In Florida, both federal and state laws regulate asbestos.
The federal law known as the Clean Air Act and others help to regulate asbestos in addition to the state’s own laws. In an effort to protect the public from asbestos exposure in 1982, the Florida Department of Environmental Protection began its Asbestos Removal Program to assess asbestos which can be released during the course of the demolition and renovation of buildings contaminated with the mineral.
The Florida Administrative Code contains its asbestos statutes.
Florida Regulations Which Govern Asbestos
Chapter 61E1: The laws contained here control how asbestos workers receive certification, training, and licensure.
Chapter 62-257: This regulates the various kinds of asbestos work and defines the procedures for notification procedures as well as fee and form information.
The State Departments Which Oversee the Asbestos Laws in Florida
- Florida Department of Environmental Protection
- Florida Department of Business and Professional Regulation
Overseeing Florida’s Asbestos Removal Program is the Florida Department of Environmental Protection, which requires that the department receives notice prior to the removal of asbestos from specific buildings. This notification must be submitted no later than ten days before a project commences.
The Florida Department of Environmental Protection’s Asbestos Letters, Determinations and Clarifications page is where the asbestos regulations can be found.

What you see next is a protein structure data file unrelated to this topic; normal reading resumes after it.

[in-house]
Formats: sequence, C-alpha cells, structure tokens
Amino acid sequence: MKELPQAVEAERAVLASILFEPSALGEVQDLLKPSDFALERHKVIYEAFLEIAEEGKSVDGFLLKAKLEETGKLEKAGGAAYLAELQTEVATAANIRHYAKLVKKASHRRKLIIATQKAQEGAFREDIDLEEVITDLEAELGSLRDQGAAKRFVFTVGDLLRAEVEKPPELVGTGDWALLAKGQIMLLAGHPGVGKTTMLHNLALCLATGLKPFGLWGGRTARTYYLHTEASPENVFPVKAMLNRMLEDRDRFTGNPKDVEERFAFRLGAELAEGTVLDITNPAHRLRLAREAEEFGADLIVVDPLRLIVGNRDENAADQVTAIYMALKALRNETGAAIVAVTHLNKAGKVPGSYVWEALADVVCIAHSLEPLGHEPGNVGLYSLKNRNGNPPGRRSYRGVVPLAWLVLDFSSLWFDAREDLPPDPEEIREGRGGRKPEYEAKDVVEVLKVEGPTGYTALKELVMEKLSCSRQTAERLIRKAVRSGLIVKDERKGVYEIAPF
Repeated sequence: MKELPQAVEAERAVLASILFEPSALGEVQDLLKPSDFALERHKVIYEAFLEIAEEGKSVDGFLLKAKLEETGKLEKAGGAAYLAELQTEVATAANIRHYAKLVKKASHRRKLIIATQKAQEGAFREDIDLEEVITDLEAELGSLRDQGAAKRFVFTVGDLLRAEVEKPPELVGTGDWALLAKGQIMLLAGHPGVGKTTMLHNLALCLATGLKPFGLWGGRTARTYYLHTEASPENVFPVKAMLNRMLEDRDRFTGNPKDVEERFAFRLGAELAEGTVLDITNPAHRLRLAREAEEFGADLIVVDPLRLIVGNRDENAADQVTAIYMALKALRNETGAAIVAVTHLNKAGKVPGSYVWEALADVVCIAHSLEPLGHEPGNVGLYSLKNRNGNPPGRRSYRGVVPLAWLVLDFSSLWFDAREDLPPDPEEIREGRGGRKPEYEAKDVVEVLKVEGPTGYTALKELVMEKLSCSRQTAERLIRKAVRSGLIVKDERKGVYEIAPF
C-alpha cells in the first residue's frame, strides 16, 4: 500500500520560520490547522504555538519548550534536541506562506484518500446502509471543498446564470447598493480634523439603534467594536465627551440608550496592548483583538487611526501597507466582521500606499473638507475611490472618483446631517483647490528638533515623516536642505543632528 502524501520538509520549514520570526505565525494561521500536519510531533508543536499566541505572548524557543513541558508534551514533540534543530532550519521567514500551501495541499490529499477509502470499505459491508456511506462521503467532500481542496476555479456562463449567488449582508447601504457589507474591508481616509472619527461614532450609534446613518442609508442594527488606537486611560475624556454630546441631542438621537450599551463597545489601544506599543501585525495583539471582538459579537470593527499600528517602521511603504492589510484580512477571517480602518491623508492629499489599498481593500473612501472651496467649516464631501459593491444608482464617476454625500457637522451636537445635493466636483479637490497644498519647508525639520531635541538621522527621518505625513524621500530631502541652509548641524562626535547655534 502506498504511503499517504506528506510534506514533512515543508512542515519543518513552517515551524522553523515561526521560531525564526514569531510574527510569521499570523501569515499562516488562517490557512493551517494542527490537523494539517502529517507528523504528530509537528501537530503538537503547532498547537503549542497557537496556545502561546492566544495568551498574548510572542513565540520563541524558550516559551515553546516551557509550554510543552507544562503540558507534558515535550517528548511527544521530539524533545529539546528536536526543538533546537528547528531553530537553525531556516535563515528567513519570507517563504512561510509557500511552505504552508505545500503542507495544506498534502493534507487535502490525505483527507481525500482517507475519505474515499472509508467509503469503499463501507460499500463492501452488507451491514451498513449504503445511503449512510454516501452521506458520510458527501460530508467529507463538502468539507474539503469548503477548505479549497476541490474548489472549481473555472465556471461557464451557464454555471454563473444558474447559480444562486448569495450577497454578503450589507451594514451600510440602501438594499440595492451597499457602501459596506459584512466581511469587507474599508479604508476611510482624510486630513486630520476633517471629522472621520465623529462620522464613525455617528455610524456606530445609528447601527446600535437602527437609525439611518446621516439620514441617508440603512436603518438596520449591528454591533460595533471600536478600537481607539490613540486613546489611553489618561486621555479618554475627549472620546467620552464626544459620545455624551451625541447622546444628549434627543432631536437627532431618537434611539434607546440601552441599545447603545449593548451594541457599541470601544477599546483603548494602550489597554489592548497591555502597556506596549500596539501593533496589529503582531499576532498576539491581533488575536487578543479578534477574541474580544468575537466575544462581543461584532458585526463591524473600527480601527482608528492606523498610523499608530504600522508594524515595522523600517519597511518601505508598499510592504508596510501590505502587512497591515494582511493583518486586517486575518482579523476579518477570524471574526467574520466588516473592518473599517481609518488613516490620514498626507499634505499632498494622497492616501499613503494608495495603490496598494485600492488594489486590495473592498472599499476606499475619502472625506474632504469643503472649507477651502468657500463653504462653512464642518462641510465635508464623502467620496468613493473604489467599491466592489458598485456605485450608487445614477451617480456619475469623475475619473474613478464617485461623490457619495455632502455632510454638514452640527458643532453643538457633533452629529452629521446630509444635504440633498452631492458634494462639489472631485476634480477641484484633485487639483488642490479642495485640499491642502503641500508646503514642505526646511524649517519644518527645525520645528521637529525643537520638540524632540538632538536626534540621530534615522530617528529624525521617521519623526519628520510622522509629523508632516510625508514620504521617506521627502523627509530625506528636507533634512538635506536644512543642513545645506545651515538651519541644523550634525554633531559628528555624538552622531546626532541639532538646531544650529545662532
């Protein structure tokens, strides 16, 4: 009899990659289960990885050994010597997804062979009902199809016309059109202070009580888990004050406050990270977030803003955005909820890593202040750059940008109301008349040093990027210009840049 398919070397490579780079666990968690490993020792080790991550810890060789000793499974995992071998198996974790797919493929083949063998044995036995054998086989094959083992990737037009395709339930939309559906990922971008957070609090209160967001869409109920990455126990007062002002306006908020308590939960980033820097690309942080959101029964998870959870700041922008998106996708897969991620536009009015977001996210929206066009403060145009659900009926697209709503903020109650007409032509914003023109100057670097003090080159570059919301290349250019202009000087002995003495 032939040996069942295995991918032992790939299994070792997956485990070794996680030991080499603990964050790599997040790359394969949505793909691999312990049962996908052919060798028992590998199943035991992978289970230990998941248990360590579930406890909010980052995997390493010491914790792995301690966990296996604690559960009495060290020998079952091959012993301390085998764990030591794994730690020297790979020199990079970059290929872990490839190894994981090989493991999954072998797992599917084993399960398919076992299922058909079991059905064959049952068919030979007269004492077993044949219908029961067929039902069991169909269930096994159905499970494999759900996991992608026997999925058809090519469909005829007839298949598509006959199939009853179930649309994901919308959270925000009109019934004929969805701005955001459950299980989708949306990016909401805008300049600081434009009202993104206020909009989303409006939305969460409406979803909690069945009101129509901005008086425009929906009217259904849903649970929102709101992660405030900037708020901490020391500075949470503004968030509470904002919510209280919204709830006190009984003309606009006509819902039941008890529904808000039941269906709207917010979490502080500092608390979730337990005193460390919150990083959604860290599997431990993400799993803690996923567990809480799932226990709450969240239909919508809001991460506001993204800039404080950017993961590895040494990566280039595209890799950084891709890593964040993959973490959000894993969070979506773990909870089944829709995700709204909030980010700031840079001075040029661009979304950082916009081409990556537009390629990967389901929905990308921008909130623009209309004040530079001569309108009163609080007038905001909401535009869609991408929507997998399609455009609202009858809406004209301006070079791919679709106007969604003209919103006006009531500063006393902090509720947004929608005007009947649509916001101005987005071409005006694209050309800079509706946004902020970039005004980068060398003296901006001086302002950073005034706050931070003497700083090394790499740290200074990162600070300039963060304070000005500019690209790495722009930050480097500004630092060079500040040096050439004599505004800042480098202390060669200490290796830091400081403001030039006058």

Laws in Florida Which Affects its Asbestos Lawsuits
- Florida Statutes and Constitution Chapter 95: Outlines the statutes of limitations
- Florida Statutes and Constitution Chapter 768: Defines the state’s laws regarding negligence
Litigations Trends in Florida Asbestos Cases
The courts in Florida have their own procedures and standards in resolving asbestos litigation. Though they are more or less in line with those of other states, some differ, like the way the state treats punitive damages.
Punitive damages, which are a means by which a defendant can be deterred from committing offenses in the future similar to those for which they were previously to be liable, does not allow these to be used in asbestos lawsuits. This is not the case in the majority of states.
The Asbestos and Silica Compensation Fairness Act of 2005
This act raised the threshold for filing plaintiffs by imposing stricter requirements regarding evidence, including exposure to asbestos, when filing a lawsuit.
Asbestos Sellers and Liability
A law set into motion in 2005 changed the focus from products to the conduct of the seller. It eliminates “strict liability for defendants who sold, but did not manufacture, asbestos or silica. Under the act, a seller of asbestos or silica will only be liable when its acts or omissions injured the plaintiff.”
Florida sets limits on the liability of a successor company which merges with a predecessor company which has liabilities related to asbestos. The liability has a cap for the fair market value of the assets of the predecessor at the time for the merger.
Claims Involving Non-Malignant Asbestos Diseases
With different statutes of limitations for each, non-malignant diseases have a limited time in which to file, but if cancer develops, they may be able to file a different claim.
No requirement may be made by the defendant for the plaintiff to release future claims of cancers as a settlement condition.
Florida, unlike some states, allows a defendant to deduct trust compensation from a claimant’s awarded compensation if said claimant sues the defendant.